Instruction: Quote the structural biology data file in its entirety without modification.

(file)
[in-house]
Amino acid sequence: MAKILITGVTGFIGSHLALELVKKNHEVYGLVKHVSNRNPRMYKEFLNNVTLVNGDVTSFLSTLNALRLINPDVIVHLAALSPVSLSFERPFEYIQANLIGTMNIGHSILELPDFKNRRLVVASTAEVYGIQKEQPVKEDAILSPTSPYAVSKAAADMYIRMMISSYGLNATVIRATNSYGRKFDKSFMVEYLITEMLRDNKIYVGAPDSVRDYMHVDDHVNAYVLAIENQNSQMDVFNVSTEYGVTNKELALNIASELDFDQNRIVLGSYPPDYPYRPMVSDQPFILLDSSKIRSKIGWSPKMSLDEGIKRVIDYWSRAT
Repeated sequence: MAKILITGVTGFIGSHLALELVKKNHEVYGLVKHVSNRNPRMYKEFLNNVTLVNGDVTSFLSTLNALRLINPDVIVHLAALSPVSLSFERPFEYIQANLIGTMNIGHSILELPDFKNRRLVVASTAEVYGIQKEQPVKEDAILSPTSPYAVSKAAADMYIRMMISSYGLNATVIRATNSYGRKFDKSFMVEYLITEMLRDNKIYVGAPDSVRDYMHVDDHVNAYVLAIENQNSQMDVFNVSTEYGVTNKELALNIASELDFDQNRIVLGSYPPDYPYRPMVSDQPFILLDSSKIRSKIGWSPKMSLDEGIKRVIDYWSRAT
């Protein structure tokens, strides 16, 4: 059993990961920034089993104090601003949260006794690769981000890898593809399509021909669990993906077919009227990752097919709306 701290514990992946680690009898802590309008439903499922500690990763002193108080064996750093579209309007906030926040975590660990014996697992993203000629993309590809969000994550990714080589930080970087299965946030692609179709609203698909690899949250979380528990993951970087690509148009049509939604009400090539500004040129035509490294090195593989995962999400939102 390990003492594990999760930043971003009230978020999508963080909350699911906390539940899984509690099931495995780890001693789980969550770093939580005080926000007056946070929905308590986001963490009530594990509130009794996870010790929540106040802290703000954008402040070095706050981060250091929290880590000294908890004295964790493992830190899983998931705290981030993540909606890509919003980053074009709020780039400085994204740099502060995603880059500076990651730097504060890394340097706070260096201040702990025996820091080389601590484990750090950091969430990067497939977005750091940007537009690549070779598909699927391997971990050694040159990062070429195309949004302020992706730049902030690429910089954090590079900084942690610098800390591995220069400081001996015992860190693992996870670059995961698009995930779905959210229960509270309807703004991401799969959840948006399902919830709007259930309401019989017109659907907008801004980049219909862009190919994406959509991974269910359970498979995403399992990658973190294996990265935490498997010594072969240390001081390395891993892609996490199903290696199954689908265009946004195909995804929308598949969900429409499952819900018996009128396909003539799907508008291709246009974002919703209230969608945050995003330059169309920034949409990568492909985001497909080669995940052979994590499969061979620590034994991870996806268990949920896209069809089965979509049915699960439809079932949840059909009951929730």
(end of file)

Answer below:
[in-house]
Amino acid sequence: MAKILITGVTGFIGSHLALELVKKNHEVYGLVKHVSNRNPRMYKEFLNNVTLVNGDVTSFLSTLNALRLINPDVIVHLAALSPVSLSFERPFEYIQANLIGTMNIGHSILELPDFKNRRLVVASTAEVYGIQKEQPVKEDAILSPTSPYAVSKAAADMYIRMMISSYGLNATVIRATNSYGRKFDKSFMVEYLITEMLRDNKIYVGAPDSVRDYMHVDDHVNAYVLAIENQNSQMDVFNVSTEYGVTNKELALNIASELDFDQNRIVLGSYPPDYPYRPMVSDQPFILLDSSKIRSKIGWSPKMSLDEGIKRVIDYWSRAT
Repeated sequence: MAKILITGVTGFIGSHLALELVKKNHEVYGLVKHVSNRNPRMYKEFLNNVTLVNGDVTSFLSTLNALRLINPDVIVHLAALSPVSLSFERPFEYIQANLIGTMNIGHSILELPDFKNRRLVVASTAEVYGIQKEQPVKEDAILSPTSPYAVSKAAADMYIRMMISSYGLNATVIRATNSYGRKFDKSFMVEYLITEMLRDNKIYVGAPDSVRDYMHVDDHVNAYVLAIENQNSQMDVFNVSTEYGVTNKELALNIASELDFDQNRIVLGSYPPDYPYRPMVSDQPFILLDSSKIRSKIGWSPKMSLDEGIKRVIDYWSRAT
């Protein structure tokens, strides 16, 4: 059993990961920034089993104090601003949260006794690769981000890898593809399509021909669990993906077919009227990752097919709306 701290514990992946680690009898802590309008439903499922500690990763002193108080064996750093579209309007906030926040975590660990014996697992993203000629993309590809969000994550990714080589930080970087299965946030692609179709609203698909690899949250979380528990993951970087690509148009049509939604009400090539500004040129035509490294090195593989995962999400939102 390990003492594990999760930043971003009230978020999508963080909350699911906390539940899984509690099931495995780890001693789980969550770093939580005080926000007056946070929905308590986001963490009530594990509130009794996870010790929540106040802290703000954008402040070095706050981060250091929290880590000294908890004295964790493992830190899983998931705290981030993540909606890509919003980053074009709020780039400085994204740099502060995603880059500076990651730097504060890394340097706070260096201040702990025996820091080389601590484990750090950091969430990067497939977005750091940007537009690549070779598909699927391997971990050694040159990062070429195309949004302020992706730049902030690429910089954090590079900084942690610098800390591995220069400081001996015992860190693992996870670059995961698009995930779905959210229960509270309807703004991401799969959840948006399902919830709007259930309401019989017109659907907008801004980049219909862009190919994406959509991974269910359970498979995403399992990658973190294996990265935490498997010594072969240390001081390395891993892609996490199903290696199954689908265009946004195909995804929308598949969900429409499952819900018996009128396909003539799907508008291709246009974002919703209230969608945050995003330059169309920034949409990568492909985001497909080669995940052979994590499969061979620590034994991870996806268990949920896209069809089965979509049915699960439809079932949840059909009951929730």